SLLC Files Ohio Supreme Court Amicus Brief Arguing Against Expansion of Quill
The State and Local Legal Center (SLLC) has filed an amicus brief in the Ohio Supreme Court urging it to rule that Ohio’s commercial activity tax (CAT) applies to online vendors who sell in the state. The SLLC argues the holding of Quill Corp. v. North Dakota (1992), that states cannot require retailers with no in-state physical presence to collect use tax, should not be extended to a privilege-of-doing-business tax.
Ohio’s CAT imposes a tax on gross receipts from any person having sales of over $150,000 in the State and a “substantial nexus” with the State, including having at least $500,000 of taxable gross receipts annually. The CAT is a privilege-of-doing-business tax charged directly to the retailer not a sales or use tax.
Mason, Newegg, and Crutchfield have over $500,000 of gross receipts annually from sales in Ohio exclusively online. They argue that Quill prohibits Ohio from making them pay the CAT because they have no physical presence in Ohio. Per Quill, out-of-state sellers must have a “substantial nexus” i.e. a physical presence in a state to be required to collect use tax. Mason, Newegg, and Crutchfield argue that Quill’s physical presence requirement should apply to the CAT because it operates similar to a use tax.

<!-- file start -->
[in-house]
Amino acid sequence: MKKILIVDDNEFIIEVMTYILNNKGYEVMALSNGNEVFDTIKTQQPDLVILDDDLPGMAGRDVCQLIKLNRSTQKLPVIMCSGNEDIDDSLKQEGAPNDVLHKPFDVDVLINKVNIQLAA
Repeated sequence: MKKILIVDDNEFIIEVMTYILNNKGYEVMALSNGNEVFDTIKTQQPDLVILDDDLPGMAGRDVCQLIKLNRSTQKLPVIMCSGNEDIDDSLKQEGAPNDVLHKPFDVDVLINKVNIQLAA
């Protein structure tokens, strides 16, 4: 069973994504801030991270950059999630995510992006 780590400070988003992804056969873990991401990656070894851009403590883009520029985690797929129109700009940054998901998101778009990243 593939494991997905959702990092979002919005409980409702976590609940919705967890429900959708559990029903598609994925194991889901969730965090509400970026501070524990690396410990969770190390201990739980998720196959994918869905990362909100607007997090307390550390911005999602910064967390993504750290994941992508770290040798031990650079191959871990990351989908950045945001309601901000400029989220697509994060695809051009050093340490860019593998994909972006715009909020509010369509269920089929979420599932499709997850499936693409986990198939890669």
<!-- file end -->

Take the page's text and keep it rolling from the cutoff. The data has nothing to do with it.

The SLLC amicus brief argues that Quill is a bright-line rule that does not apply outside the sales and use tax context. The Ohio Supreme Court should not expand the reasoning of Quill to a privilege-of-doing-business tax because Quill has had “clear and deleterious effects on state treasuries and local economies.”
While the SLLC usually only files amicus briefs in Supreme Court cases, it filed a brief in this case because limiting the reach of Quill is particularly important to SLLC members. Last May the SLLC also filed an amicus briefs in a Tenth Circuit case arguing that Quill should not prevent Colorado from requiring remote sellers to inform Colorado purchasers annually of their purchases and send the same information to the Colorado Department of Revenue.
Eric Citron and Tom Goldstein wrote the SLLC brief which all of the Big Seven joined along with SLLC associate members the International Municipal Lawyers Association and Government Finance Officers Association.